By William F. Sater Ph.D. MA AB
The 12 months 1879 marked the start of 1 of the longest, bloodiest conflicts of nineteenth-century Latin the US. The warfare of the Pacific pitted Peru and Bolivia opposed to Chile in a fight initiated over a festering border dispute. The clash observed Chile’s and Peru’s armored warships vying for keep an eye on of sea lanes and incorporated one of many first examples of using naval torpedoes. On land, huge armies utilizing the main sleek weapons—breech-loading rifles, Gatling weapons, and steel-barreled artillery—clashed in battles that left hundreds of thousands of guys useless at the battlefields. ultimately, the fighters remodeled their respective army institutions, developing a lot wanted, civilian-supported offer, transportation, and clinical devices. Chile finally prevailed. Bolivia misplaced its seacoast besides precious nitrate and copper deposits to Chile, and Peru used to be compelled to cede mineral wealthy Tarapaca and the province of Arica to the victor. Employing the first and secondary resources of the nations concerned, William F. Sater bargains the definitive research of the conflict's naval and army campaigns. Andean Tragedy not just areas the warfare in an important overseas context, but additionally explains why this devastating clash ended in a Chilean victory. (20080801)
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Extra resources for Andean Tragedy: Fighting the War of the Pacific, 1879-1884 (Studies in War, Society, and the Militar)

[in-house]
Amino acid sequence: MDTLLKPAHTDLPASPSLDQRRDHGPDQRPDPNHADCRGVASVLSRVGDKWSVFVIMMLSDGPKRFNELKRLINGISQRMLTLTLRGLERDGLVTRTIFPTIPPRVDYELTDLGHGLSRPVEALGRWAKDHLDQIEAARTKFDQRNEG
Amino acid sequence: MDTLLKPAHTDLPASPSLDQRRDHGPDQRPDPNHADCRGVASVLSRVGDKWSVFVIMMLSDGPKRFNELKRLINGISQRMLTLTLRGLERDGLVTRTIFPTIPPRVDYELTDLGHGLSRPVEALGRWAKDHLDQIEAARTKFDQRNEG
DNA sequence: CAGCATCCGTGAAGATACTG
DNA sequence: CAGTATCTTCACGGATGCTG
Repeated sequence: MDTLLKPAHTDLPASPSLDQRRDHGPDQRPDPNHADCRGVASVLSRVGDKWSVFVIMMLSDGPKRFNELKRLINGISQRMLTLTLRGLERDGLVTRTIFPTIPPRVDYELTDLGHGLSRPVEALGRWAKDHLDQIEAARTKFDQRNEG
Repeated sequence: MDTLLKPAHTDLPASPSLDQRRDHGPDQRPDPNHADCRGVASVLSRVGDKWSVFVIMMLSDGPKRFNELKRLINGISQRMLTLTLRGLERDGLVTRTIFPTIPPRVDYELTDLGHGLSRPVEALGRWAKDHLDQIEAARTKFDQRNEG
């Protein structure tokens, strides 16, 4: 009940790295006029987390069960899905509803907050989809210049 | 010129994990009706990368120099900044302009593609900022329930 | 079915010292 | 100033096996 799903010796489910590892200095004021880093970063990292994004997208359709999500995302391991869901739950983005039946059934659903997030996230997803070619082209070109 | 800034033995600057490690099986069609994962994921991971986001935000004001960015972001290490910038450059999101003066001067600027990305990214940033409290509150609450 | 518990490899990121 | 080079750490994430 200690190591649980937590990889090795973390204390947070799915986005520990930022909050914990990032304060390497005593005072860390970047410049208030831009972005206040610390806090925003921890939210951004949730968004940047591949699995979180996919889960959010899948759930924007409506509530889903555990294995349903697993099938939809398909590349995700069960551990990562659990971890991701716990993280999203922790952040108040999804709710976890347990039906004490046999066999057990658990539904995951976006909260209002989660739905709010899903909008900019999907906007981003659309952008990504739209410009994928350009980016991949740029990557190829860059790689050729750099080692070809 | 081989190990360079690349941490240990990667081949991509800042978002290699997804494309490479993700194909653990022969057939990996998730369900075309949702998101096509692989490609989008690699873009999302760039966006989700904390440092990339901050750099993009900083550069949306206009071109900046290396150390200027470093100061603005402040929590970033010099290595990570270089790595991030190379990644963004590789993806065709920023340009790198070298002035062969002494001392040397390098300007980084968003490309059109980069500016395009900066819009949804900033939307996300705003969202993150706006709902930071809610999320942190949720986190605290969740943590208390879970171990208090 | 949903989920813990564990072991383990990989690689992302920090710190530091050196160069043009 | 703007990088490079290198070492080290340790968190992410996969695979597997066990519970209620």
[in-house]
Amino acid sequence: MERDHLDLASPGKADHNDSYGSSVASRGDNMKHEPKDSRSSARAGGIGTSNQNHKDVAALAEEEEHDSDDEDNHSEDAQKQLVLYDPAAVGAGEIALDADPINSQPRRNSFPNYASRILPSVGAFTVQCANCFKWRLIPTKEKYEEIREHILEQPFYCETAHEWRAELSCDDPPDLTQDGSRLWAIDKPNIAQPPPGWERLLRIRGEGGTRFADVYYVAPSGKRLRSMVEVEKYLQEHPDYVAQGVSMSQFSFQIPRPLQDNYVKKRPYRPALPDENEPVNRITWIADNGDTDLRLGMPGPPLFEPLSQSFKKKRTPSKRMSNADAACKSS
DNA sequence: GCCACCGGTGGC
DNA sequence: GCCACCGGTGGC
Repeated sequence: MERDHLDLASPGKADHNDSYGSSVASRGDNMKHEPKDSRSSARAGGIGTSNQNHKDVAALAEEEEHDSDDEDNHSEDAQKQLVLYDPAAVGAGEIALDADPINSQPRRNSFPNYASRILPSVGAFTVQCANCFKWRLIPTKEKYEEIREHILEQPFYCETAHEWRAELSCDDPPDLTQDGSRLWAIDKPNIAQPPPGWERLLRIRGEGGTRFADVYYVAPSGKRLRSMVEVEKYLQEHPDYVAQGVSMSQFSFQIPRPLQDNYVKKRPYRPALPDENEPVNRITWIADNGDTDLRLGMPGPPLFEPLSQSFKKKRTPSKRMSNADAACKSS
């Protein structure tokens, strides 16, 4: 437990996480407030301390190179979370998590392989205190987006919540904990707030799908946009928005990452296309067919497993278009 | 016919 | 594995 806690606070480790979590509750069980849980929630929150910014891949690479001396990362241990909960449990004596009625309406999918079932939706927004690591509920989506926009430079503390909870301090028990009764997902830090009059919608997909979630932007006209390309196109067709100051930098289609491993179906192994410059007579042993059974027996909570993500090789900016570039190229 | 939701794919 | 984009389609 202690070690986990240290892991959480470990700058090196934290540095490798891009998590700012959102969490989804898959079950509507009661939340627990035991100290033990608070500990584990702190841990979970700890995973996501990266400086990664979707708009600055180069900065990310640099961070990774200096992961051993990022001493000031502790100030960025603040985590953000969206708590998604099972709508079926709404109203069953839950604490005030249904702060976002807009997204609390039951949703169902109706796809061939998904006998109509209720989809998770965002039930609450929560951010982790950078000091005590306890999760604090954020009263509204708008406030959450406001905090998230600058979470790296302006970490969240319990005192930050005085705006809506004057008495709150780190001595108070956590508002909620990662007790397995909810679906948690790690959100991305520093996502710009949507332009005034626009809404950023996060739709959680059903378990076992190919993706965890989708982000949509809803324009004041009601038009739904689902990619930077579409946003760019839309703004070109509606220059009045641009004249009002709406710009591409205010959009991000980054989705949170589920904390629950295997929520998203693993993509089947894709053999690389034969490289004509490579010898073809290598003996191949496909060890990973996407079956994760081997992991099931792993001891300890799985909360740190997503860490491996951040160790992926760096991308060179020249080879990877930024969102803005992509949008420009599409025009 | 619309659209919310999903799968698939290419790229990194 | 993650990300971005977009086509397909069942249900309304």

Clearly the Bolivian government always needed money, in part because Daza had a history of being a big spender. But in addition to funding normal government services, the president also hoped to develop the nation’s littoral, as well as to ﬁnance a railroad that would link the altiplano with the Paciﬁc Ocean. 24 The general’s goals may have been laudable but not his judgment or sense of timing. Some contemporaries, not all of them Bolivian, have argued that Daza was well within his legal right to levy the surcharge on the Compañía de Salitres.
The Atacama, however, did contain vast reserves of nitrates, and it appeared in early 1879 that Chile would annex this Bolivian province. ”35 Thus, Daza’s declaration of war was a godsend: it gave Prado an excuse to declare war and crush Chile before its investors, capitalizing on the Atacama’s resources, could rival Peru’s domination of the nitrate market. ”36 In other words, Chile did not precipitate the conﬂict; Peru did. ”37 Other contemporary sources saw Prado’s declaration of war as the product of domestic forces.
The campaign to eradicate the last vestiges of Peruvian resistance became the conﬂict’s most difﬁcult, most savage, and most prolonged period of ﬁghting. Certainly the two-year battle against the irregular forces consumed Santiago’s resources and slowly sapped its determination. Fortunately for Chile, Peruvian resistance collapsed ﬁrst: the newly minted Chilean government of Miguel Iglesias signed a peace treaty with Lima in October 1883. Months later the threat of a Chilean invasion forced Bolivia to accept an armistice and end the war.
Andean Tragedy: Fighting the War of the Pacific, 1879-1884 (Studies in War, Society, and the Militar) by William F. Sater Ph.D. MA AB